Skullcap Herb | (Scullcap)

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Product Description
This native perennial plant is 1–2½' tall, branching occasionally. The stems are light green to pale reddish green, 4-angled, and hairless or sparsely canescent; they have a tendency to sprawl. The blades of the opposite leaves are up to 3" long and 2" across; they are cordate-ovate to broadly lanceolate, hairless, and coarsely serrated along the margins. On the upper surface of each leaf blade, there is a conspicuous network of veins. The petioles of the leaves are light green to pale reddish green, slender, and up to 1" long. Both terminal and axillary racemes of flowers are produced by the upper stems. Each slender raceme is up to 6" long, consisting of about 6-7 pairs of flowers; the axillary racemes spread outward from their stems. Underneath each flower, there is a short leafy bract. Each flower is up to 1/3" in length, consisting of a tubular corolla and a tubular calyx. The corolla is pale blue, lavender, or white; it has short upper and lower lips. The lower is lip is often white, while the upper lip is often a slightly darker color. The calyx is light green or pale reddish green, hairless or sparsely canescent, and divided into 2 shallow lobes. Behind the upper lobe is a short dish-like projection that is typical of Scutellaria spp. (Skullcaps). The pedicel of each flower is slender and short. The blooming period occurs during the summer and early fall, lasting about 1½–2 months for a colony of plants. Usually, only a few flowers are in bloom at the same time in a raceme. There is no noticeable floral scent. Each flower is replaced by an oddly-shaped seed capsule that contains 4 nutlets. This capsule consists of 2 lobes that are joined at the base, but spread slightly apart from each other at their tips; these lobes are somewhat flattened and round along their margins. The root system consists of a taproot and either rhizomes or stolons. Small colonies of plants are often produced from the rhizomes or stolons.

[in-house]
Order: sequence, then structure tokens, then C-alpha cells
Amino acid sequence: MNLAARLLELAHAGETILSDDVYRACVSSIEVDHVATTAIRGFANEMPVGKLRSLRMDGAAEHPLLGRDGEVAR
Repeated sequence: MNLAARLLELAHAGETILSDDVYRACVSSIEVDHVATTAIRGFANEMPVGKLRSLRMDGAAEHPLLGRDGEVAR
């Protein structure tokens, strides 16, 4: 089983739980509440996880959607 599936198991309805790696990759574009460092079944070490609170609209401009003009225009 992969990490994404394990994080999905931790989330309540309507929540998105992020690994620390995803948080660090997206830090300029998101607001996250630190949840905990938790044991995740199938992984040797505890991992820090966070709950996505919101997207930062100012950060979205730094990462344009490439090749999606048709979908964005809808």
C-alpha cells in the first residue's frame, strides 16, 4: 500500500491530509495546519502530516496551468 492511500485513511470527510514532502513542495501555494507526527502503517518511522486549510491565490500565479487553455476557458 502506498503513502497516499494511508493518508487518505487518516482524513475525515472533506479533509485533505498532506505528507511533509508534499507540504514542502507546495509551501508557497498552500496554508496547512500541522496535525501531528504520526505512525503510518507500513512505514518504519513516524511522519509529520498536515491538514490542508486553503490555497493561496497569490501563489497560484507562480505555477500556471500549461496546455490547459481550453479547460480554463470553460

Sources:
Mad-Dog Skullcap (Scutellaria lateriflora), http://www.illinoiswildflowers.info/wetland/plants/md_skullcap.htm (accessed January 23, 2017).